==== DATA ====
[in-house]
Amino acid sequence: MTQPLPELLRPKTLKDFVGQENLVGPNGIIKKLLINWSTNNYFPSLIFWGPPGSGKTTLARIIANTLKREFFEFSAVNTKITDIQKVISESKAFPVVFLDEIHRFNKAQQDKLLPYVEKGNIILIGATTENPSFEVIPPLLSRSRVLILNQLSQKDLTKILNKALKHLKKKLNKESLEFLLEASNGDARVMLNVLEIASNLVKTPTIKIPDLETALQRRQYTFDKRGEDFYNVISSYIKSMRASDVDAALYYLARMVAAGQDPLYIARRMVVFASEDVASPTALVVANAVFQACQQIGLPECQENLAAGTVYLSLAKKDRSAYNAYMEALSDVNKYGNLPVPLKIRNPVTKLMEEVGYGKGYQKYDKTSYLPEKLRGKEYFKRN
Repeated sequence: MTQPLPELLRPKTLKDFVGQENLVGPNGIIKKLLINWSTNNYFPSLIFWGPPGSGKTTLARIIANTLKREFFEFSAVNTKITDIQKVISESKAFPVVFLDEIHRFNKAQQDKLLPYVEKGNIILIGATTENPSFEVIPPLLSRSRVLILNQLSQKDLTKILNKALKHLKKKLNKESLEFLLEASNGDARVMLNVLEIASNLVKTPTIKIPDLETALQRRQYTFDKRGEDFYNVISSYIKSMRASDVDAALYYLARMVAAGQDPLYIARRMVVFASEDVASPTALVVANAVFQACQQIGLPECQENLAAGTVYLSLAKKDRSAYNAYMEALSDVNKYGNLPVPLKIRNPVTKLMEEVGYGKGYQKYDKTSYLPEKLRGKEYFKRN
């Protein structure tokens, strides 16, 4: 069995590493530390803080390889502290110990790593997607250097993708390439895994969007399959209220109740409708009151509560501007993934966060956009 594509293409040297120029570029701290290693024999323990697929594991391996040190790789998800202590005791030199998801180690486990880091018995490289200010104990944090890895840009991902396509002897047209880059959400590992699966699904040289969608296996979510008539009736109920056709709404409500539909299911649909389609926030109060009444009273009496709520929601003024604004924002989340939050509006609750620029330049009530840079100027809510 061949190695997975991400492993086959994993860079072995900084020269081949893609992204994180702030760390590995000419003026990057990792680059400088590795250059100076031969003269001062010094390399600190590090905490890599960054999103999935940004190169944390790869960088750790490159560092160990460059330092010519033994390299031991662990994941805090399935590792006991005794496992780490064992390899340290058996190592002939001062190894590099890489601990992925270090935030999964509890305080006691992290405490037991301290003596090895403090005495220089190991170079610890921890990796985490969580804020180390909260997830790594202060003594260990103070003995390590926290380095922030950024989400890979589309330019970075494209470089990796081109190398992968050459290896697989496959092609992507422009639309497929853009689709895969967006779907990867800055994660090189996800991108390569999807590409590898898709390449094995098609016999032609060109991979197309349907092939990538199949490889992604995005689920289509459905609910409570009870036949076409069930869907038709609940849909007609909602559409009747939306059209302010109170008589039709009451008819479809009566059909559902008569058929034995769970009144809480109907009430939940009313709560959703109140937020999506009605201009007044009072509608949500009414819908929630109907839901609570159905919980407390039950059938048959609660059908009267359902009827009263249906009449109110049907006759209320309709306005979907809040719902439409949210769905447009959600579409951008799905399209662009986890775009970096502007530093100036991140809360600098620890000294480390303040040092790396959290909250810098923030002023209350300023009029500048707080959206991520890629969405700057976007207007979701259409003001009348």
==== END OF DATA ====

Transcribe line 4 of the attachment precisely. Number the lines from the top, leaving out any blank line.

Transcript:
């Protein structure tokens, strides 16, 4: 069995590493530390803080390889502290110990790593997607250097993708390439895994969007399959209220109740409708009151509560501007993934966060956009 594509293409040297120029570029701290290693024999323990697929594991391996040190790789998800202590005791030199998801180690486990880091018995490289200010104990944090890895840009991902396509002897047209880059959400590992699966699904040289969608296996979510008539009736109920056709709404409500539909299911649909389609926030109060009444009273009496709520929601003024604004924002989340939050509006609750620029330049009530840079100027809510 061949190695997975991400492993086959994993860079072995900084020269081949893609992204994180702030760390590995000419003026990057990792680059400088590795250059100076031969003269001062010094390399600190590090905490890599960054999103999935940004190169944390790869960088750790490159560092160990460059330092010519033994390299031991662990994941805090399935590792006991005794496992780490064992390899340290058996190592002939001062190894590099890489601990992925270090935030999964509890305080006691992290405490037991301290003596090895403090005495220089190991170079610890921890990796985490969580804020180390909260997830790594202060003594260990103070003995390590926290380095922030950024989400890979589309330019970075494209470089990796081109190398992968050459290896697989496959092609992507422009639309497929853009689709895969967006779907990867800055994660090189996800991108390569999807590409590898898709390449094995098609016999032609060109991979197309349907092939990538199949490889992604995005689920289509459905609910409570009870036949076409069930869907038709609940849909007609909602559409009747939306059209302010109170008589039709009451008819479809009566059909559902008569058929034995769970009144809480109907009430939940009313709560959703109140937020999506009605201009007044009072509608949500009414819908929630109907839901609570159905919980407390039950059938048959609660059908009267359902009827009263249906009449109110049907006759209320309709306005979907809040719902439409949210769905447009959600579409951008799905399209662009986890775009970096502007530093100036991140809360600098620890000294480390303040040092790396959290909250810098923030002023209350300023009029500048707080959206991520890629969405700057976007207007979701259409003001009348």